Every director is out to do something new! At least sometimes you wish this is the case in tamil cinema. But Director Mu. Kalanjiyam with his fourth film in Nilavae Mugam Kaattu fails miserably in trying to bring legitimacy to that "something new." Kalanjiyam's debut film Poomani continues to be his best and the one he has yet to beat so far.
The aracha maavu storyline is of a rich guy Ramki becoming good friends with poor guy Karthik after Ramki's father Nizhalgal Ravi kills Karthik's mom in a car accident. Both Karthik and Ramki meet the blind poo kaari Devayani under two different circumstances and fall "blindly" in love with her. The events that follow are as predictable as ever. But one scene in particular is worth mentioning. As the blind Devayani rolls up a handful of rice and gives it to Karthik to eat, he places it back on the vaazhai elai, so that she would enjoy eating more food. A very nicely tailored scene that could bring tears to your eyes if you are the emotional type. Devayani with a plastic face and smile looks thinner, Karthik in a raggedy Charlie Chaplin outfit looks like he is acting in another Unnidaththil Ennai Koduthaen, and Ramki appears like what Rahman was in Kalki - plump and unbearable. Vadivelu and Manivannan in a convoluted comedy track, makes you want to congratulate Mani on going back to direction and encourage Vadivelu to stick to Parthiban's films alone (Bharathi Kannamma and Housefull). Saratbabu and Srividya are at their gunachitra nadigar(gai) best, but I still want to know what their characters were doing in this film.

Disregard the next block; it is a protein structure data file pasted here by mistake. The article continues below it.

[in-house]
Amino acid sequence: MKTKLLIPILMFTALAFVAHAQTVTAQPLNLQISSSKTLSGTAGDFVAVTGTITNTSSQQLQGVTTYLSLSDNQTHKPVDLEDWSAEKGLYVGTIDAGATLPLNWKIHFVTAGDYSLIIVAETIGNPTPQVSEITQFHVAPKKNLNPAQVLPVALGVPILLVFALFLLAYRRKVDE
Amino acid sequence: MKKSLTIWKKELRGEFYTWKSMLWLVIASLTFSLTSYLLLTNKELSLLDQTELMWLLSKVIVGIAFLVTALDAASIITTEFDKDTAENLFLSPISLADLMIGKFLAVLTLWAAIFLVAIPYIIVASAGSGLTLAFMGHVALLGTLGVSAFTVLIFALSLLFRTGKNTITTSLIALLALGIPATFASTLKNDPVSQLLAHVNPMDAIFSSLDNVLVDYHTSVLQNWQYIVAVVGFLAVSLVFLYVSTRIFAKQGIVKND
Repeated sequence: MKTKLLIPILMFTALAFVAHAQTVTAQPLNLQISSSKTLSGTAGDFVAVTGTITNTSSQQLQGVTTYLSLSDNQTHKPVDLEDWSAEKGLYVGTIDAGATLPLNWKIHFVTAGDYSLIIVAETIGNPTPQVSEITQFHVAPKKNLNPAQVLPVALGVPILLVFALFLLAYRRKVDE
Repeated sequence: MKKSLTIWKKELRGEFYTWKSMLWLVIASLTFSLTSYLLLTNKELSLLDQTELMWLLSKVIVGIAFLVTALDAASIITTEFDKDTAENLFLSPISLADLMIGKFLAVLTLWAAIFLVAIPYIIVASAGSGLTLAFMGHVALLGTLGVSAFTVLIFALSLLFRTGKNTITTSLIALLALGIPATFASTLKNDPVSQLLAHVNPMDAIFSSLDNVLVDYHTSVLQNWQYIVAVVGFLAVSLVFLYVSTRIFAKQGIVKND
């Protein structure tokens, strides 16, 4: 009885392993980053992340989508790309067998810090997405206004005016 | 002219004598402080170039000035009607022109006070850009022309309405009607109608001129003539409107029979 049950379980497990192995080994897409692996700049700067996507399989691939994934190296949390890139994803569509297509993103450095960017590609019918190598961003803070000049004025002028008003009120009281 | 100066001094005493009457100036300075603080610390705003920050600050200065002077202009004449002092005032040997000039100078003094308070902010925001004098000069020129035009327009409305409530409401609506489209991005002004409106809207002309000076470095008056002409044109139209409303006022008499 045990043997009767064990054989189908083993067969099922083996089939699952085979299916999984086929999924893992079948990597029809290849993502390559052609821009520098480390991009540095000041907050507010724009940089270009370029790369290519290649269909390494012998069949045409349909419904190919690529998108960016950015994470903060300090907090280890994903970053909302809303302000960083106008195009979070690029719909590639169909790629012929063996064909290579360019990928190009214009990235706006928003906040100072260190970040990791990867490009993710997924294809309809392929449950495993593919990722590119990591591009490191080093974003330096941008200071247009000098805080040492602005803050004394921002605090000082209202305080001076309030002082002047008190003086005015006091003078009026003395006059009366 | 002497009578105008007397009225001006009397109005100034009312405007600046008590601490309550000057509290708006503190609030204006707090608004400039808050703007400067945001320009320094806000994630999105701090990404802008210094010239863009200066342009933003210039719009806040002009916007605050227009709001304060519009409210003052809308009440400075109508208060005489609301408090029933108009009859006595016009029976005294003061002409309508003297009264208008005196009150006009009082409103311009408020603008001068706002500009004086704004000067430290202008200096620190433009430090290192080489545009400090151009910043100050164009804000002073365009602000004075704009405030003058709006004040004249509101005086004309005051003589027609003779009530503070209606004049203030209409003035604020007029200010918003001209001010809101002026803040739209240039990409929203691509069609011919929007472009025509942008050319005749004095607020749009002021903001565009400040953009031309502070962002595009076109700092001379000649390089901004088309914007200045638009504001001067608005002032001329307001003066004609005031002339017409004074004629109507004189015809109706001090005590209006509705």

Abdul Rahman's cinematography and Ilaiyaraja's two songs, Thenralai Kandu Kolla (the soga version, Suththaadhae Bhoomi Thaayae) and Sittu Parakadhu and the director's trademark of "a clean film without violence and vulgarity" are the three aspects that earn the one and a half stars which I am willing to give. I am sure you have seen this very same movie somewhere else. But if you really want to see this one, think twice :-)
Original Photograph (Nilavae Mugam Kaattu):
Thanks to Dhina Malar